Close confinement to newspaper work began to tell on Mr. Thomas’ health and he resolved to quit the editorial room for active outdoor life. He sold out the Sentinel and secured a position as traveling solicitor of the KNOXVILLE TRIBUNE, His work was eminently satisfactory and he made warm personal friends wherever he went. He was the most successful solicitor ever employed by THE TRIBUNE. After traveling awhile he began to regain his health and at his request was advanced to position on the local staff of the paper. Here he did excellent work. He was one of the most energetic newspaper men we have ever known. No employee of THE TRIBUNE has ever manifested so deep an interest in the success of the paper. When Hon. R.L. Taylor became Pension Agent at Knoxville, Mr. Thomas secured a clerkship in in the office. But he could not stand the confinement. After a brief period of rest he again obtained a position with THE TRIBUNE’s traveling correspondent. He visited the leading towns of East Tennessee writing interesting letters. Some of his best newspaper work was done while he was THE TRIBUNE’s traveling correspondent. But Mr. Thomas’ health began to fail rapidly. That dread disease, consumption, had marked him for a victim. He decided on a change of climate and resolved to go to the Pacific coast. Accompanied by his only brother [Allen Thomas] he went to California about a year ago. He had letters from the proprietors of THE TRIBUNE and other friends and soon secured a position with the SAN FRANCISCO CHRONICLE. At first his health seemed to improve but later his decline became more rapid and losing strength to work, he turned his weary eyes to East Tennessee. He returned to the home of his childhood to die in his father’s house. After being confined to his bed for about four weeks, he passed away on the 6th day of this month. He had long been prepared for great change. Just before he died he told his father he dreaded only the sting of death, but as he was ready he would resist no longer. Five minutes after he breathed his last.

The body of Andy Thomas was buried in the Tolly [Talley] graveyard, one of the oldest family burying places in Tennessee. It is a picturesque place, overlooking the beautiful Nolachucky river. There a hundred feet above the mountain stream sleeps the body of a true hero who fought a brave battle against fearful odds. He was overcome but not conquered and his brave spirit now rests with the Great Commander on the other side. Andrew was a true man and a Christian. He bore his suffering with patience and withstood trials that would have crushed stronger men. Mr. Thomas leaves a wife and several interesting children who with the entire family will have the sympathy of all who know them in this bereavement.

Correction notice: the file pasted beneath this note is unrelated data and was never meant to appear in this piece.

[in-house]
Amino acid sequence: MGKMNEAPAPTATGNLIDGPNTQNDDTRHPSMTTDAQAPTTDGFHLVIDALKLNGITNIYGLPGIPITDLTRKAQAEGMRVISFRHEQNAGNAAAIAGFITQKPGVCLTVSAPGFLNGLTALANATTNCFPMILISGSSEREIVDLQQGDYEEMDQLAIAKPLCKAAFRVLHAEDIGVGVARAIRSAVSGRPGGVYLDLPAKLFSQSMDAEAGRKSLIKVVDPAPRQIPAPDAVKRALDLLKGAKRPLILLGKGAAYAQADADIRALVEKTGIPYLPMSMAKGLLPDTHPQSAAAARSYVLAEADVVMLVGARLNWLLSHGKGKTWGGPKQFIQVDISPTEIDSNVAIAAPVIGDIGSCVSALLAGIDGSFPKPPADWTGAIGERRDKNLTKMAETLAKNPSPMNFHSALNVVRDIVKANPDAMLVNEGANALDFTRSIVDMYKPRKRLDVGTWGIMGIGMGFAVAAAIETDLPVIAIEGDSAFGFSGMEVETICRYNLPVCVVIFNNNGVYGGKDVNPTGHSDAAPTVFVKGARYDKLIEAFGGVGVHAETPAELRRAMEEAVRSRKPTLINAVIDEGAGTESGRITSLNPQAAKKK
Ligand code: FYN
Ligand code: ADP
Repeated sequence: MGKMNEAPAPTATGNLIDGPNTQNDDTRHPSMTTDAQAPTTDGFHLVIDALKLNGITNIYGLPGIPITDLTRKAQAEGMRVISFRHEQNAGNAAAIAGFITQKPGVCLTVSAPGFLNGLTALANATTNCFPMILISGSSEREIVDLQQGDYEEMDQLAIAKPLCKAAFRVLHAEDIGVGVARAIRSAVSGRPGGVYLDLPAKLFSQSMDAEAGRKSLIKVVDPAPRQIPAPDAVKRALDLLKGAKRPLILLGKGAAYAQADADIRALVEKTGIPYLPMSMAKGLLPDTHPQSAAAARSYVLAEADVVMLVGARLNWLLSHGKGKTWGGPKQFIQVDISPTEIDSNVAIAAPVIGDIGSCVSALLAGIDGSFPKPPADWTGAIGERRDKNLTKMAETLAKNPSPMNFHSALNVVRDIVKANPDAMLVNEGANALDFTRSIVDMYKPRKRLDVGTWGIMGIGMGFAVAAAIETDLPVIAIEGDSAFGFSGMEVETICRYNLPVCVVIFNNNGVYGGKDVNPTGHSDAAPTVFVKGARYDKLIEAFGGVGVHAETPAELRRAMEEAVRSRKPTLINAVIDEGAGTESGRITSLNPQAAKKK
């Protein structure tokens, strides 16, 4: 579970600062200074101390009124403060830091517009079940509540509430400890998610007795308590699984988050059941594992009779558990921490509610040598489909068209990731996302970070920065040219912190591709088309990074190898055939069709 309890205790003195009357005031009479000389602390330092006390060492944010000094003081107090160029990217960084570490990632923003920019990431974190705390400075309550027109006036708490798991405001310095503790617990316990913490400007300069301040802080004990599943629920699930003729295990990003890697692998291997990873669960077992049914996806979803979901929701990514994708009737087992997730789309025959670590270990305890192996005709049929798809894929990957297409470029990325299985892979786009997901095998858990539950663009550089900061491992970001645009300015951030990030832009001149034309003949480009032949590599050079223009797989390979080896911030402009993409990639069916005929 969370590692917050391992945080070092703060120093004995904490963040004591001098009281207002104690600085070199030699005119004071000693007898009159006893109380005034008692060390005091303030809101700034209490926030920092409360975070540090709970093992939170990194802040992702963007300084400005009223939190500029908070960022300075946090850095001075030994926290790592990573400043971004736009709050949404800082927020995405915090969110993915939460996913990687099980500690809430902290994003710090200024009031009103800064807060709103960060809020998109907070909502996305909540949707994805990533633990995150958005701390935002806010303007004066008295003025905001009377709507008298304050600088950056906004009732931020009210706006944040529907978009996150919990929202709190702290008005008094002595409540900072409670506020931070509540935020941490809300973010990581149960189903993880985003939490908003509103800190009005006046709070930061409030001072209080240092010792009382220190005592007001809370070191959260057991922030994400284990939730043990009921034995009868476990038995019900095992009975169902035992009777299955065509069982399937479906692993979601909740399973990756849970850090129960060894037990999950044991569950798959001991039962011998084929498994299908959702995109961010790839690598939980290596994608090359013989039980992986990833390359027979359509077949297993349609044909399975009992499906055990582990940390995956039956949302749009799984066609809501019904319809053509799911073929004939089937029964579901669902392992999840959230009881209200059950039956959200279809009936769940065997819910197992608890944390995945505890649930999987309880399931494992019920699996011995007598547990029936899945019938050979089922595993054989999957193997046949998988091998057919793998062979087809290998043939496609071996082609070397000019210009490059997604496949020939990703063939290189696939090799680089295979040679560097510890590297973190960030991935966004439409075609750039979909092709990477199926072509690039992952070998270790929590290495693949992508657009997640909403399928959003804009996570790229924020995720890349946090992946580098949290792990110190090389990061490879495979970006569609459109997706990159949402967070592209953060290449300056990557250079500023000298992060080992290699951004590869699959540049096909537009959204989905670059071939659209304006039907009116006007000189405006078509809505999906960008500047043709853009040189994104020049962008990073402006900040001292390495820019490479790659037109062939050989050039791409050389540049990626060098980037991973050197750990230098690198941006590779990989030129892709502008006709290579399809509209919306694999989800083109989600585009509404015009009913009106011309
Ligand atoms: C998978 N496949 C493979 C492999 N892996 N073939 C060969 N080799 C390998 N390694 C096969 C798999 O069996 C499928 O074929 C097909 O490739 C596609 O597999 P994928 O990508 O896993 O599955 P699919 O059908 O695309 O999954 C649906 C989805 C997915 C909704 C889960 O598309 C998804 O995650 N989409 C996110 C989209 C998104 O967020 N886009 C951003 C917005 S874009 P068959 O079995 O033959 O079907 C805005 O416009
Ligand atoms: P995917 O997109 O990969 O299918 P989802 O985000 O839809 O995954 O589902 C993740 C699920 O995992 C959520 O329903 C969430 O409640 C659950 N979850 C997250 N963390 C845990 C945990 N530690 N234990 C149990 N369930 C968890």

The burial site was, no doubt, chosen because it belonged to the family of his step-mother Elizabeth Talley Thomas. The Talley Cemetery is off of Emanuel Road located in northern Cocke County near the Bend of Chucky. Like so many small family cemeteries, this one has been neglected and is overgrown. After Mr. Thomas’ death, his widow and their children moved to Cleveland, TN to live with her family, the Smiths.

Mr. and Mrs. Thomas had two children. (1) Paul Deen Thomas (1882-1944) became an attorney. Like his father, he also contracted tuberculosis. He migrated to El Paso, TX and recovered his health and became quite prominent. One of his famous cases involved defending the widow of Pancho Villa. Paul D. Thomas married Lillian Farr. (2) Louise Bartow Thomas (1885-1969) was a teacher and also lived in El Paso. She did not marry.